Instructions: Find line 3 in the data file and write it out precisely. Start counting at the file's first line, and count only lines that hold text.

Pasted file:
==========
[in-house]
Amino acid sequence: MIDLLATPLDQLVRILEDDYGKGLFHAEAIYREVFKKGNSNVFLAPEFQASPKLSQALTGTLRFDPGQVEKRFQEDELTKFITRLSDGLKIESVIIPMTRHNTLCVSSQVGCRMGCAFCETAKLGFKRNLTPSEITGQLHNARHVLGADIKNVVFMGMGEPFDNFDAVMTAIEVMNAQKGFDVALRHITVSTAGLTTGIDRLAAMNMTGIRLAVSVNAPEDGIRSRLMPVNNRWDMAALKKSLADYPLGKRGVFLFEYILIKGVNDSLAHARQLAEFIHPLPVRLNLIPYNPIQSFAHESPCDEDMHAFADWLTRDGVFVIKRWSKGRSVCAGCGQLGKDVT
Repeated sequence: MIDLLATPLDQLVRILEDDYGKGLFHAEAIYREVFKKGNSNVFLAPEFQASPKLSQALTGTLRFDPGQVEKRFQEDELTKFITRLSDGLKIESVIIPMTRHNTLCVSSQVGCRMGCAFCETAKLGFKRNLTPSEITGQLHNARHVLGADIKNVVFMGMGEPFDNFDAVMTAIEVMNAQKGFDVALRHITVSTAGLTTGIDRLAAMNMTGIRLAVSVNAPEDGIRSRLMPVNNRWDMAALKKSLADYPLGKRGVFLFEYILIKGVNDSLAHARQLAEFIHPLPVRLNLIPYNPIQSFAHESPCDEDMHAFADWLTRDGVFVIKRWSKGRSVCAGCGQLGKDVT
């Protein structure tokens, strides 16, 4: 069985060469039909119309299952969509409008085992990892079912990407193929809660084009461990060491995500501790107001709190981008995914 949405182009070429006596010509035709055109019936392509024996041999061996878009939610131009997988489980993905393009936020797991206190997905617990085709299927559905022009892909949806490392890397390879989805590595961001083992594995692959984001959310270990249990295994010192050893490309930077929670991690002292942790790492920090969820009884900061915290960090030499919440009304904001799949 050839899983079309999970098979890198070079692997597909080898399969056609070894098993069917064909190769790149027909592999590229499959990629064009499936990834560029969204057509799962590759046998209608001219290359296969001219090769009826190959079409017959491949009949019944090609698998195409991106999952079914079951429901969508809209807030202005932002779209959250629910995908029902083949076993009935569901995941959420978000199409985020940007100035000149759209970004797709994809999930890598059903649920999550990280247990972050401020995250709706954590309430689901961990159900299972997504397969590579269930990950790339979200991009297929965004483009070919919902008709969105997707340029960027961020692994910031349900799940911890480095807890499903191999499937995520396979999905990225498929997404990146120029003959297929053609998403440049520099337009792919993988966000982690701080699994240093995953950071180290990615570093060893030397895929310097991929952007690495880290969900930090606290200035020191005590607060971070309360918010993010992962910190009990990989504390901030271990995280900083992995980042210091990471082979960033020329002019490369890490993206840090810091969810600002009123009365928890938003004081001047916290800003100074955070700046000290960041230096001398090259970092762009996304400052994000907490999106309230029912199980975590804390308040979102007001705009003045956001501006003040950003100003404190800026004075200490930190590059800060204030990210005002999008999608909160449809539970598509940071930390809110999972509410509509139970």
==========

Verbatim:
Repeated sequence: MIDLLATPLDQLVRILEDDYGKGLFHAEAIYREVFKKGNSNVFLAPEFQASPKLSQALTGTLRFDPGQVEKRFQEDELTKFITRLSDGLKIESVIIPMTRHNTLCVSSQVGCRMGCAFCETAKLGFKRNLTPSEITGQLHNARHVLGADIKNVVFMGMGEPFDNFDAVMTAIEVMNAQKGFDVALRHITVSTAGLTTGIDRLAAMNMTGIRLAVSVNAPEDGIRSRLMPVNNRWDMAALKKSLADYPLGKRGVFLFEYILIKGVNDSLAHARQLAEFIHPLPVRLNLIPYNPIQSFAHESPCDEDMHAFADWLTRDGVFVIKRWSKGRSVCAGCGQLGKDVT